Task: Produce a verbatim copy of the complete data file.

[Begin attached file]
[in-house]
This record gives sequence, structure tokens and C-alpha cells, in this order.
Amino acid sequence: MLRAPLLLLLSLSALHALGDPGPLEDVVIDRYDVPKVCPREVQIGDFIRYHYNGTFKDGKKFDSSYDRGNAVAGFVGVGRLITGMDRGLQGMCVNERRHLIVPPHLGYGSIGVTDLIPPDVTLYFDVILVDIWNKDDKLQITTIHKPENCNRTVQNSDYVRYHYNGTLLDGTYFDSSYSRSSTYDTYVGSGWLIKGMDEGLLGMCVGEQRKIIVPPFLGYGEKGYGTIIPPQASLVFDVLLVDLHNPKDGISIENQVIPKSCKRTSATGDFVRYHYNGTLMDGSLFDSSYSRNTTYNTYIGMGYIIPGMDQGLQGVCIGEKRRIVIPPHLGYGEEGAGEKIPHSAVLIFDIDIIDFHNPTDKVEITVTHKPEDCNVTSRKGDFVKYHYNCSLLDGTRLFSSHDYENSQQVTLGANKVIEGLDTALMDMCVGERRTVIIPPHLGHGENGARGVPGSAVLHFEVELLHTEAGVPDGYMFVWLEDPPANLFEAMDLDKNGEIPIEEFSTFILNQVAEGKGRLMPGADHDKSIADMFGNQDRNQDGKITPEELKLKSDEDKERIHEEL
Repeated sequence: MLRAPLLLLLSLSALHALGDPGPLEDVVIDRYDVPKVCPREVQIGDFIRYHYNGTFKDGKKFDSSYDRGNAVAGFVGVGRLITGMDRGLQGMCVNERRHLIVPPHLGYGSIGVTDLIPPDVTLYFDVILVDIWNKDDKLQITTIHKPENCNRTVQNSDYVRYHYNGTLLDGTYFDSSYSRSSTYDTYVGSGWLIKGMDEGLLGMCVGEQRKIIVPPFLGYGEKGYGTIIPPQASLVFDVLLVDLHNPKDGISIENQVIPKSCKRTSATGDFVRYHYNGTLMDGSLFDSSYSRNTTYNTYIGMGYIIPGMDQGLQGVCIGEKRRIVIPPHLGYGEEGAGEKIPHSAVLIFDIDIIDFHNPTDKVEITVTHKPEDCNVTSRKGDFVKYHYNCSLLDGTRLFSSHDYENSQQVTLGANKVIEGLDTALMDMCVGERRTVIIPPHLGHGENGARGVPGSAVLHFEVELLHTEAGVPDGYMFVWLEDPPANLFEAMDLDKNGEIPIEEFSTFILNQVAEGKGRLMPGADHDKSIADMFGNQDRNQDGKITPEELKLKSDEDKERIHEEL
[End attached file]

[in-house]
This record gives sequence, structure tokens and C-alpha cells, in this order.
Amino acid sequence: MLRAPLLLLLSLSALHALGDPGPLEDVVIDRYDVPKVCPREVQIGDFIRYHYNGTFKDGKKFDSSYDRGNAVAGFVGVGRLITGMDRGLQGMCVNERRHLIVPPHLGYGSIGVTDLIPPDVTLYFDVILVDIWNKDDKLQITTIHKPENCNRTVQNSDYVRYHYNGTLLDGTYFDSSYSRSSTYDTYVGSGWLIKGMDEGLLGMCVGEQRKIIVPPFLGYGEKGYGTIIPPQASLVFDVLLVDLHNPKDGISIENQVIPKSCKRTSATGDFVRYHYNGTLMDGSLFDSSYSRNTTYNTYIGMGYIIPGMDQGLQGVCIGEKRRIVIPPHLGYGEEGAGEKIPHSAVLIFDIDIIDFHNPTDKVEITVTHKPEDCNVTSRKGDFVKYHYNCSLLDGTRLFSSHDYENSQQVTLGANKVIEGLDTALMDMCVGERRTVIIPPHLGHGENGARGVPGSAVLHFEVELLHTEAGVPDGYMFVWLEDPPANLFEAMDLDKNGEIPIEEFSTFILNQVAEGKGRLMPGADHDKSIADMFGNQDRNQDGKITPEELKLKSDEDKERIHEEL
Repeated sequence: MLRAPLLLLLSLSALHALGDPGPLEDVVIDRYDVPKVCPREVQIGDFIRYHYNGTFKDGKKFDSSYDRGNAVAGFVGVGRLITGMDRGLQGMCVNERRHLIVPPHLGYGSIGVTDLIPPDVTLYFDVILVDIWNKDDKLQITTIHKPENCNRTVQNSDYVRYHYNGTLLDGTYFDSSYSRSSTYDTYVGSGWLIKGMDEGLLGMCVGEQRKIIVPPFLGYGEKGYGTIIPPQASLVFDVLLVDLHNPKDGISIENQVIPKSCKRTSATGDFVRYHYNGTLMDGSLFDSSYSRNTTYNTYIGMGYIIPGMDQGLQGVCIGEKRRIVIPPHLGYGEEGAGEKIPHSAVLIFDIDIIDFHNPTDKVEITVTHKPEDCNVTSRKGDFVKYHYNCSLLDGTRLFSSHDYENSQQVTLGANKVIEGLDTALMDMCVGERRTVIIPPHLGHGENGARGVPGSAVLHFEVELLHTEAGVPDGYMFVWLEDPPANLFEAMDLDKNGEIPIEEFSTFILNQVAEGKGRLMPGADHDKSIADMFGNQDRNQDGKITPEELKLKSDEDKERIHEEL